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Judoka, Karateka or Martial Artist? – The Benefits of Cross Training

The benefits of training across a number of different martial arts is often, unwisely, undermined, by many martial arts instructors, more intent on ensuring the protection and longevity of their own club than the wholesome development of their students. Similarly, or perhaps consequentially, many students, often believe that their chosen martial art is the best, or better than any other martial art.

Having started karate as a 6-year-old, I was guilty of having only stuck to one single martial art, however this was more as a result of habit and circumstance than an intention to avoid cross training. In May 2017, circumstances changed when we moved our karate club to Ichiban Leeds, offering a wide variety of traditional Japanese martial arts. In January 2018, I resolved to try at least one other martial art, I chose judo (BJC), taught by Bob Jones. I knew very little about judo other than I knew it was likely to compliment my karate, having previously done very little traditional karate throws and grappling etc.

Wrist lock martial arts

Whilst still less than a year into my judo experience, I’ve loved every minute. I knew that I would learn new techniques, and expand my knowledge, what I hadn’t really anticipated, was the joy of being a beginner at something again. When you’ve done a sport or have been practicing a skill for a long time you take for granted how much you rely on muscle memory to do the basics. When you learn something new you have to start building new muscle memory and habits just to complete the basics and going through this learning experience again, has been really invigorating. Building the confidence to successfully break-fall from height, the rush when an uke throws you unexpectedly (and you land the break-fall) to just getting your head around new Japanese terminology have all, in their own right, been exciting, challenging and fun experiences.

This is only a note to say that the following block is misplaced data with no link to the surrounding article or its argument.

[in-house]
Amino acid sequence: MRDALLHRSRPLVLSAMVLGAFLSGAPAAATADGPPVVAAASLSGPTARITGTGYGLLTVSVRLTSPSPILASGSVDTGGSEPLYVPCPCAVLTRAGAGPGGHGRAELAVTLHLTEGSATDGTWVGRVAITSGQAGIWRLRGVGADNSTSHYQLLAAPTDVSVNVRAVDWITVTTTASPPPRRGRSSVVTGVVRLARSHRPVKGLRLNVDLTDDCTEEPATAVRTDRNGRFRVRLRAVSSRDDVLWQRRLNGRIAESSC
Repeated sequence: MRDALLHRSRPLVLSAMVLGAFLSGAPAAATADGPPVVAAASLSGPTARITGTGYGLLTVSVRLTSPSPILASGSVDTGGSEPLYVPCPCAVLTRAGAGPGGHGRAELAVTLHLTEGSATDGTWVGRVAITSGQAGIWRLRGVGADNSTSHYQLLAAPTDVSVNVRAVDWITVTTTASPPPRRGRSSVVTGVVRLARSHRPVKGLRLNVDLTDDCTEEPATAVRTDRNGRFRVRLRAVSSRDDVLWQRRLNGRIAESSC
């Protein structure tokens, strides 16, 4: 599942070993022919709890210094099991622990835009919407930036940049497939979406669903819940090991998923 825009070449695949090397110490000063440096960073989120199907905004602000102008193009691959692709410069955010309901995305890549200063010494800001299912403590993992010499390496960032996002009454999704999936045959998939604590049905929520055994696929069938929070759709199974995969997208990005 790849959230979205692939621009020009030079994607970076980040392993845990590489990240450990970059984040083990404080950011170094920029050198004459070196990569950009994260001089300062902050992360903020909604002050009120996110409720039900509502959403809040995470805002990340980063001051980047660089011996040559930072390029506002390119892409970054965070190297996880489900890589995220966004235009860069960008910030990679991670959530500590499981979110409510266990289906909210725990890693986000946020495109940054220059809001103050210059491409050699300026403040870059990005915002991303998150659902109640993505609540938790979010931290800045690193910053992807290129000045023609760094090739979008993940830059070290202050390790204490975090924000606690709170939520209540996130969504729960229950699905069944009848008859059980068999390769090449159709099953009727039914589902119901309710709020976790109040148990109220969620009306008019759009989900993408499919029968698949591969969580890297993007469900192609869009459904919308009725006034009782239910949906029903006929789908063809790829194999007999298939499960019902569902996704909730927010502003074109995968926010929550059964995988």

So far, I’ve learned two main lessons from cross training.

  1. You start thinking like a beginner again.

  2. You realise how much you have to learn. It’s a cliched observation I know but bear with me.

Having a beginner’s mind is one of the best mindsets you can enter the dojo with and also apply to your life. Having a beginner’s mind means you put aside your pre-conceptions, what you think you know already, leaving you ready to listen, and ready to learn. As a martial artist you can always revisit a new move or way of doing something in one martial art vs the other at a later point, and debate the merits of one way over the other, but if you don’t allow yourself to at least learn openly, cross training will be pointless.

Clearly, I have much more to learn about judo, I haven’t even scratched the surface yet, but starting it has really emphasised the point that ‘You don’t know what you don’t’ know’, and that there will always be more that you don’t know. Sticking with just one martial art, can cause a type of complacency in martial artists, letting them believe that perhaps, ‘they almost know it all’ because they’ve been doing it for a long time. Starting a new martial art, with a beginner’s mind, will completely evaporate this notion.

There is a widely circulated quote by Bruce Lee, that I think perfectly sums up the case for cross training,

“The best fighter is not a boxer, a karate or judo man. The best fighter is someone who can adapt to any style. He kicks too good for a boxer, throws to good for a karate man and punches too good for a judo man.’

Having taken up judo and having started to dabble in some of the other martial arts at Ichiban, I am by no means going to give up karate. Karate will always be my ‘first’ and my ‘core’ martial art, but now I’d probably consider myself more a Martial Artists than simply a karateka.

Martial artists cross training, Muay Thai, Karate, Judo


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